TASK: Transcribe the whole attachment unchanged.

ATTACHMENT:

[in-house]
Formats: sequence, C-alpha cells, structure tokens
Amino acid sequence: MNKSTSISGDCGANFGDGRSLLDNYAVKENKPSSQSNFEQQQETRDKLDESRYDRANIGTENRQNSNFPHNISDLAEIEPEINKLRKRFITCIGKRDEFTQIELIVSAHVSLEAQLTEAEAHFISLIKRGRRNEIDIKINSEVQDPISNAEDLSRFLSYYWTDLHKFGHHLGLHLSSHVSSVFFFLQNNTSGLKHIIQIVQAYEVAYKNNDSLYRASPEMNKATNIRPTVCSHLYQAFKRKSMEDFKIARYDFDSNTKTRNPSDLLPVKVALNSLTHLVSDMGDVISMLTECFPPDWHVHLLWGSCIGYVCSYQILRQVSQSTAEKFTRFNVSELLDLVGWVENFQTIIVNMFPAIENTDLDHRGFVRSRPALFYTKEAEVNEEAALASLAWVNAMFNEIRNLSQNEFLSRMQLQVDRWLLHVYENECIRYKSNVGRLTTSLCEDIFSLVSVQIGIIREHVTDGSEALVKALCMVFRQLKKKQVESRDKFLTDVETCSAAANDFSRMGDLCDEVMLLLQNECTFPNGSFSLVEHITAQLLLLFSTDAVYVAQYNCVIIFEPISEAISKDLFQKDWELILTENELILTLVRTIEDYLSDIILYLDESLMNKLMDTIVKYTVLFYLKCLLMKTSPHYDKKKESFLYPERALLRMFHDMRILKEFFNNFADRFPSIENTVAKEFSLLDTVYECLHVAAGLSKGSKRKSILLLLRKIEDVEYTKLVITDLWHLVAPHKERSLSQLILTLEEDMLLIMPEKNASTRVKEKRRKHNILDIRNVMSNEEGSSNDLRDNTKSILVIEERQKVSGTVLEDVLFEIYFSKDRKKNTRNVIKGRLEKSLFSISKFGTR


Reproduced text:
[in-house]
Formats: sequence, C-alpha cells, structure tokens
Amino acid sequence: MNKSTSISGDCGANFGDGRSLLDNYAVKENKPSSQSNFEQQQETRDKLDESRYDRANIGTENRQNSNFPHNISDLAEIEPEINKLRKRFITCIGKRDEFTQIELIVSAHVSLEAQLTEAEAHFISLIKRGRRNEIDIKINSEVQDPISNAEDLSRFLSYYWTDLHKFGHHLGLHLSSHVSSVFFFLQNNTSGLKHIIQIVQAYEVAYKNNDSLYRASPEMNKATNIRPTVCSHLYQAFKRKSMEDFKIARYDFDSNTKTRNPSDLLPVKVALNSLTHLVSDMGDVISMLTECFPPDWHVHLLWGSCIGYVCSYQILRQVSQSTAEKFTRFNVSELLDLVGWVENFQTIIVNMFPAIENTDLDHRGFVRSRPALFYTKEAEVNEEAALASLAWVNAMFNEIRNLSQNEFLSRMQLQVDRWLLHVYENECIRYKSNVGRLTTSLCEDIFSLVSVQIGIIREHVTDGSEALVKALCMVFRQLKKKQVESRDKFLTDVETCSAAANDFSRMGDLCDEVMLLLQNECTFPNGSFSLVEHITAQLLLLFSTDAVYVAQYNCVIIFEPISEAISKDLFQKDWELILTENELILTLVRTIEDYLSDIILYLDESLMNKLMDTIVKYTVLFYLKCLLMKTSPHYDKKKESFLYPERALLRMFHDMRILKEFFNNFADRFPSIENTVAKEFSLLDTVYECLHVAAGLSKGSKRKSILLLLRKIEDVEYTKLVITDLWHLVAPHKERSLSQLILTLEEDMLLIMPEKNASTRVKEKRRKHNILDIRNVMSNEEGSSNDLRDNTKSILVIEERQKVSGTVLEDVLFEIYFSKDRKKNTRNVIKGRLEKSLFSISKFGTR